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It’s one of the most important weapons used by a leg spin bowler but what is a Googly and how do you deliver it accurately?
What is a Googly Ball?
A Googly is a leg spinner’s delivery which is intended to turn from the off side to the leg side. The skill in executing this lies in the bowler’s ability to disguise when the Googly is being bowled.
A leg spinner’s traditional ball moves from leg to off when bowling to a right hander. When they bowl a Googly with no discernible change of action, it can be very hard for the batter to pick.
Who Invented the Googly Ball and when?
The man credited with inventing the googly is Bernard Bosanquet. Often referred to by his initials of B.J.T. Bosanquet, he was a leg spin bowler who played seven tests for England between 1903 and 1905.
The delivery was developed through Bosanquet playing a table top game called Twisti-Twosti. The object was to bounce a tennis ball in such a way that it couldn’t be caught by an opponent. The future test bowler perfected a ‘googly’ and transferred this skill to the cricket field.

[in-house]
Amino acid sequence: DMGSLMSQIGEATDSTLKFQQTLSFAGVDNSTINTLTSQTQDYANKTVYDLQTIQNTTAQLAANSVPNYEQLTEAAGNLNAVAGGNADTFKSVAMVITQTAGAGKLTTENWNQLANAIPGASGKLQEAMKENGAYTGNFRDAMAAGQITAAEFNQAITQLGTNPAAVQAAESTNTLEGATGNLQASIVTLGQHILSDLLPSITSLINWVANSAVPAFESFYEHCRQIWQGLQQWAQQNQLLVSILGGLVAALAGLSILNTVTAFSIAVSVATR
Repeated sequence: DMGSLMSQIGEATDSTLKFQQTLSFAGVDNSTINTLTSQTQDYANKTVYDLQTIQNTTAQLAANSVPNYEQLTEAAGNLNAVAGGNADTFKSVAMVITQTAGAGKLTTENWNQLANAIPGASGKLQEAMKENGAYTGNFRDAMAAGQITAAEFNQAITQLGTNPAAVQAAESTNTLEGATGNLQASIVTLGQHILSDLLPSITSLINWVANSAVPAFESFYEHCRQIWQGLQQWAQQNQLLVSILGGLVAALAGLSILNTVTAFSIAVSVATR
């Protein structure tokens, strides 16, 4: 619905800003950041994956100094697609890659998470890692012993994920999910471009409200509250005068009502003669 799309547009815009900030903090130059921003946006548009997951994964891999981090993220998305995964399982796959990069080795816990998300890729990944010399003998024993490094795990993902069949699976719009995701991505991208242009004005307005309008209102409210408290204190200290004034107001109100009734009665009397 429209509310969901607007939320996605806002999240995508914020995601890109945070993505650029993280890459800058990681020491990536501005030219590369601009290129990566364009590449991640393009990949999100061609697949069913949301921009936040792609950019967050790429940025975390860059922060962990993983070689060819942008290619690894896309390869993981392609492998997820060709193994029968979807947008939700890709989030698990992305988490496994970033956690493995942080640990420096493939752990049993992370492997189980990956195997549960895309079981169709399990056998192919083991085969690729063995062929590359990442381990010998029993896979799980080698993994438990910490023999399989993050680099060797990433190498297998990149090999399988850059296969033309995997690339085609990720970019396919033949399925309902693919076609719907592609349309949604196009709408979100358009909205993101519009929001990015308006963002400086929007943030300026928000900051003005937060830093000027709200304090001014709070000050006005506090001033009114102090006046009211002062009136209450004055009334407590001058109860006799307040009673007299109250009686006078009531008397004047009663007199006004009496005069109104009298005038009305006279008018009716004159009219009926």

Why is a Googly so Called? – Etymology
There are conflicting stories as to how the term ‘Googly’ came about. For some years, it was referred to as a ‘Bosie’ in recognition of its inventor Bernard Bosanquet. Some suggest that the googly is a Maori term which emanates from tours to New Zealand in the early 20th century.
Perhaps the most likely explanation comes from Australia. Writer Tom Horan, contributing under the pen name ‘Felix’ for the Australasian, suggested ‘Goo’ as a baby expression, followed by ‘guile’ which carried the reference to deception.
It may not be a convincing argument but it’s the best that the cricket world has at present.
How to Bowl it Properly? – Step by Step Guide
- Step One: Grip the ball as you would for a regulation leg break. The joints of the top and middle fingers should go across the seam. The ball then rests between a bent third finger and the thumb.
- Step Two: if you’re thinking in terms of a clock face, your palm should be facing the number two. As the ball is delivered, the arm and the wrist rotates just a little bit further than they would for a standard leg break.
You will almost be showing the batter the back of your hand as the ball is released. At that point of release, the seam of the ball will now be pointing to that number two on the clock.
The ball should now turn in the opposite direction to that of a conventional leg break.